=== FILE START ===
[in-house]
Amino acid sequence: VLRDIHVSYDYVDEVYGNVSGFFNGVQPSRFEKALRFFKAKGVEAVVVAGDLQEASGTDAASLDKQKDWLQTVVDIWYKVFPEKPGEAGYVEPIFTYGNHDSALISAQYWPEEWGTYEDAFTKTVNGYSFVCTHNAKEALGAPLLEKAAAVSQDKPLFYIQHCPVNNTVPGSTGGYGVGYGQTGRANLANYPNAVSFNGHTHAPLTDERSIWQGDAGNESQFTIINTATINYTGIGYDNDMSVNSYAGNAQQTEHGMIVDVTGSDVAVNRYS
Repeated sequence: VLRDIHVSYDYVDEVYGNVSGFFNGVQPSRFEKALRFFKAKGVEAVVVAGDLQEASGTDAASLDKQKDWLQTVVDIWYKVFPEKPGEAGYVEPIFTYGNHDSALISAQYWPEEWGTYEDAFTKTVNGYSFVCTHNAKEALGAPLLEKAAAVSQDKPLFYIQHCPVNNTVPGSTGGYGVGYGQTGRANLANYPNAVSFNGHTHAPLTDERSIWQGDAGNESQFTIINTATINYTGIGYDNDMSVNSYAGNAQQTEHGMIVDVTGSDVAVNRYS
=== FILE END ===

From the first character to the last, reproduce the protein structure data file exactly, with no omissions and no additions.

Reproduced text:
[in-house]
Amino acid sequence: VLRDIHVSYDYVDEVYGNVSGFFNGVQPSRFEKALRFFKAKGVEAVVVAGDLQEASGTDAASLDKQKDWLQTVVDIWYKVFPEKPGEAGYVEPIFTYGNHDSALISAQYWPEEWGTYEDAFTKTVNGYSFVCTHNAKEALGAPLLEKAAAVSQDKPLFYIQHCPVNNTVPGSTGGYGVGYGQTGRANLANYPNAVSFNGHTHAPLTDERSIWQGDAGNESQFTIINTATINYTGIGYDNDMSVNSYAGNAQQTEHGMIVDVTGSDVAVNRYS
Repeated sequence: VLRDIHVSYDYVDEVYGNVSGFFNGVQPSRFEKALRFFKAKGVEAVVVAGDLQEASGTDAASLDKQKDWLQTVVDIWYKVFPEKPGEAGYVEPIFTYGNHDSALISAQYWPEEWGTYEDAFTKTVNGYSFVCTHNAKEALGAPLLEKAAAVSQDKPLFYIQHCPVNNTVPGSTGGYGVGYGQTGRANLANYPNAVSFNGHTHAPLTDERSIWQGDAGNESQFTIINTATINYTGIGYDNDMSVNSYAGNAQQTEHGMIVDVTGSDVAVNRYS